There is another interesting rule that Drazen didn't mention. Some vehicles are exempted from having to have lights turned on in certain conditions. Eg. mopeds and bicycles can have lights off if they don't have own accumulators and are stopped on the side of the road inside settlement. (article 103 of the traffic law). This is an archaic detail of the law from the time well before "standlicht" technology on dynamo lights. Many rural bicycles are 30+ years old and updating their lights tech would often be more costly than the entire bike, so this detail is likely to remain for some time to come.
We discussed this and though there seems no mention of traffic lamps, I suppose this is what it is meant for: No lights when stopped on the road waiting for a traffic lamp. 'Side of the road' made me think about vehicles parked at the edge of the road, but after thinking more about it, probably that's not what is meant.
Additionaly, trailers are mentioned correctly - 80 cm max width. However, it's important to note that they have 50 kg max load and that transporting passangers (adults or children) is illegal. (article 159) This is not enforced and adults are often seen riding their kids in the back in a shop-bought bike-trailer, but it's another outdated segment of the law that should be updated.
The problem is, this law was passed in 2005., when LED's were just emerging on the market.
WHS: For headlamps this is true, for taillamps, LEDs were being used a long time, I had in 1992 for example a Specialized Flashback with LEDs and 2x AAA NiCads which could be set to steady or flashing light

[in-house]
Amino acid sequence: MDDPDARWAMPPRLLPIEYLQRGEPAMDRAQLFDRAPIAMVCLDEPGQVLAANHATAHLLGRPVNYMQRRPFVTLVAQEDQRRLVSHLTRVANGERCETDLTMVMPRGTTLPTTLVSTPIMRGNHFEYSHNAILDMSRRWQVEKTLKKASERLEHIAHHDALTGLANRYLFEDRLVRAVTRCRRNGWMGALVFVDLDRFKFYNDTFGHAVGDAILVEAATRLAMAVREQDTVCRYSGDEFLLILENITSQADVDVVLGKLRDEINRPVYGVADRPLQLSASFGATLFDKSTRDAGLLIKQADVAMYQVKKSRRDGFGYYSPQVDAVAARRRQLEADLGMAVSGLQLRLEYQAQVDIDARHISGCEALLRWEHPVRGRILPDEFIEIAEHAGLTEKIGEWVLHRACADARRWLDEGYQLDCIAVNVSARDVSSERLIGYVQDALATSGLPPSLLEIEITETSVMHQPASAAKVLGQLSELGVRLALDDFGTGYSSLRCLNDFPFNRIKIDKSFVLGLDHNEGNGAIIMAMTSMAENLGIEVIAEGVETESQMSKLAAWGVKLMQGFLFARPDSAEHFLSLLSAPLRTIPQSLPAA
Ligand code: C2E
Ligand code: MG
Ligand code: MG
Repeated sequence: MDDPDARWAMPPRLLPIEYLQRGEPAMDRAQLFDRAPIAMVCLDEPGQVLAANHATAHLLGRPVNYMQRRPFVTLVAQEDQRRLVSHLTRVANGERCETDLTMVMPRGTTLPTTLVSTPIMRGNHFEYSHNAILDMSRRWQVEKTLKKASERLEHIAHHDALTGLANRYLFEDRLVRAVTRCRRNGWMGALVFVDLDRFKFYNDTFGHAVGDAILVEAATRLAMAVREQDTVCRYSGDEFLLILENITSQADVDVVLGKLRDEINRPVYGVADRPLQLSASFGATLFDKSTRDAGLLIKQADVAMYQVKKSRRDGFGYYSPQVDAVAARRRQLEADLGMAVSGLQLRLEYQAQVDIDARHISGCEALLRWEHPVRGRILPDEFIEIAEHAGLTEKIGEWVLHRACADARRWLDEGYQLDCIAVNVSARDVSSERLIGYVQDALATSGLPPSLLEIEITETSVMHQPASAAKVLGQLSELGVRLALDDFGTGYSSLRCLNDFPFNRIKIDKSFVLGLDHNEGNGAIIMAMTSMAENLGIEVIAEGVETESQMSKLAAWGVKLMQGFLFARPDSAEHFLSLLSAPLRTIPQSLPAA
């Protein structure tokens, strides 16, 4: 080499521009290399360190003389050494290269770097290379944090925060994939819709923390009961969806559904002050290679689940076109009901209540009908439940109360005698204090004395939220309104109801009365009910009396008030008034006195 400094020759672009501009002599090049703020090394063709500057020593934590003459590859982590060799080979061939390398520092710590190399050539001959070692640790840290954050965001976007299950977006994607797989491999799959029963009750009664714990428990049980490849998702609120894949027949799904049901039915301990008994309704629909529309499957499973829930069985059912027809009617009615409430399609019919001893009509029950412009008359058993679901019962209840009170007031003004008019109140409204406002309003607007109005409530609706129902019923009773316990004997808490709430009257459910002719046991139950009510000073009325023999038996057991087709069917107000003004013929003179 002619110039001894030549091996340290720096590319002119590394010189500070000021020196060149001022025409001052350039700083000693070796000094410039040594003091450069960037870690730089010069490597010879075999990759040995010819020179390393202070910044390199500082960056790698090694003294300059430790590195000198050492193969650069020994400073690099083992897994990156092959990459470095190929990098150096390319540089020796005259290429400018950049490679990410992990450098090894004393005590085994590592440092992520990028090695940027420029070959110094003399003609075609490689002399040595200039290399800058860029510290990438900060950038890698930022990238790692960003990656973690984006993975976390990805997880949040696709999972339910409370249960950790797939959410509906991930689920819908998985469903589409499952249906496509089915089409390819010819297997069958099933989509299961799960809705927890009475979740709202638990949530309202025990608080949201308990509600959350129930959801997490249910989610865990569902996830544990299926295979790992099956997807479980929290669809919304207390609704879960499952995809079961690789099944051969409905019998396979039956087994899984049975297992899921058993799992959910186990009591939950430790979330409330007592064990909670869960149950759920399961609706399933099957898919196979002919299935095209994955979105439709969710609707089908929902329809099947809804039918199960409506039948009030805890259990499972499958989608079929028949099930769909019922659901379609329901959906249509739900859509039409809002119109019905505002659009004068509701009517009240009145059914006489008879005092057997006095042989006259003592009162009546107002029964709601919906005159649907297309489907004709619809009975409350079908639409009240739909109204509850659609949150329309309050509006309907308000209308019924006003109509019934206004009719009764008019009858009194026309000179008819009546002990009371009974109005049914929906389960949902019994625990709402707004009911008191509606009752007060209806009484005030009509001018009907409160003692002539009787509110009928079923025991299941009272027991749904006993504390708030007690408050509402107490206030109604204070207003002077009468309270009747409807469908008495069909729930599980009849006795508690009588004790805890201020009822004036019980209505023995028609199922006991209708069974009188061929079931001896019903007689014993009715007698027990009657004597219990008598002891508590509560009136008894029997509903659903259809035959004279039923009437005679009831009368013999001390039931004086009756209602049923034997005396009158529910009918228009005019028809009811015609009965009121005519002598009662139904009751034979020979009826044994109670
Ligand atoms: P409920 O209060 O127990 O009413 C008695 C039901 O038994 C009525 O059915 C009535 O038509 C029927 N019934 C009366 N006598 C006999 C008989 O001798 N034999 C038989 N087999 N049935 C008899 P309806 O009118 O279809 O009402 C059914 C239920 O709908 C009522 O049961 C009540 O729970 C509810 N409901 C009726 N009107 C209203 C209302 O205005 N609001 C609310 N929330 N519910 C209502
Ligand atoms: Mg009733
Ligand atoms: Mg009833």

Not many people used them (WHS: LED-headlamps) because they were very expensive so I'm guessing that's why there's pretty much no mention of light specifications (beamshape as well as light source) anywhere. An even bigger problem is that, while the law was passed in 2005. it wasn't until 2012 that the police finally decided to start enforcing it. So, pretty much over night they started stopping cyclists and writing out fines to people most of who weren't even aware that the law existed, let alone that they have broken it. It resulted in public uproar, so police then switched their strategy, went with eductaion, warnings and even giving away lights to cyclists. Since then the situation has dramatically improved, but I still see at least one cyclist a day riding in the night without ANY lights and ANY reflective surfaces.
WHS: In the UK such people are called bicycle-Ninjas :)
For obvious reasons we both agree on, I think it would be better if flashing lights on the front were banned. Some of NGOs asked the police for clarification and their response was that they find flashing white lights acceptable on the front, especially since the law has seen nation wide enforcement only from 2012. onward and only after the law was changed with one single line - the cyclists were no longer considered a special category, they were now "drivers". And as such, a lot of traffic rules started to apply to cyclists. And of course, it was chaos.
So, the police decided to act preventive, rather than repressive - at least for the time being. It was also stated by the police that, as cyclists become more aware of necessity to at least have some kind of lights, that they would then start promoting using steady lights and educate people on brightness and blinding other drivers. Interestingly, the police also said that they would not be very insisting about reflective patches on the pedals, as long as the cyclists has taken sufficient care to mark the bicycle with lights or other reflective surfaces. It was to be left to individual interpretation of the officer to decide if a bike in question is sufficiently marked.